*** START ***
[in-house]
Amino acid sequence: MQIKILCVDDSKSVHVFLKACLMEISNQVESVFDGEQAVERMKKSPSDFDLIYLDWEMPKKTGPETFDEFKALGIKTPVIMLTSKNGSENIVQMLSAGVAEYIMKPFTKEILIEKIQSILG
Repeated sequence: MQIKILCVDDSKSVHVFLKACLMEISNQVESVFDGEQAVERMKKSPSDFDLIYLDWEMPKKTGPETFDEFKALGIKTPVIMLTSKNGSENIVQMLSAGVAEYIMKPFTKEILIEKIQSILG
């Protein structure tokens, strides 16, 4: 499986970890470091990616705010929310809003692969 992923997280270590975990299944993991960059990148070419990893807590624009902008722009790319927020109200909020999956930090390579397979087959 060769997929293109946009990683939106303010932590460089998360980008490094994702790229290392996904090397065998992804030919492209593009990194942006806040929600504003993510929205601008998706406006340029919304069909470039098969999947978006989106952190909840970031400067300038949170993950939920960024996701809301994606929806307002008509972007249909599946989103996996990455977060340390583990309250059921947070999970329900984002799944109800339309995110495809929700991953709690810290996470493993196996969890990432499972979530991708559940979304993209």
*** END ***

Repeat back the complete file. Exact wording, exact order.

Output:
[in-house]
Amino acid sequence: MQIKILCVDDSKSVHVFLKACLMEISNQVESVFDGEQAVERMKKSPSDFDLIYLDWEMPKKTGPETFDEFKALGIKTPVIMLTSKNGSENIVQMLSAGVAEYIMKPFTKEILIEKIQSILG
Repeated sequence: MQIKILCVDDSKSVHVFLKACLMEISNQVESVFDGEQAVERMKKSPSDFDLIYLDWEMPKKTGPETFDEFKALGIKTPVIMLTSKNGSENIVQMLSAGVAEYIMKPFTKEILIEKIQSILG
């Protein structure tokens, strides 16, 4: 499986970890470091990616705010929310809003692969 992923997280270590975990299944993991960059990148070419990893807590624009902008722009790319927020109200909020999956930090390579397979087959 060769997929293109946009990683939106303010932590460089998360980008490094994702790229290392996904090397065998992804030919492209593009990194942006806040929600504003993510929205601008998706406006340029919304069909470039098969999947978006989106952190909840970031400067300038949170993950939920960024996701809301994606929806307002008509972007249909599946989103996996990455977060340390583990309250059921947070999970329900984002799944109800339309995110495809929700991953709690810290996470493993196996969890990432499972979530991708559940979304993209």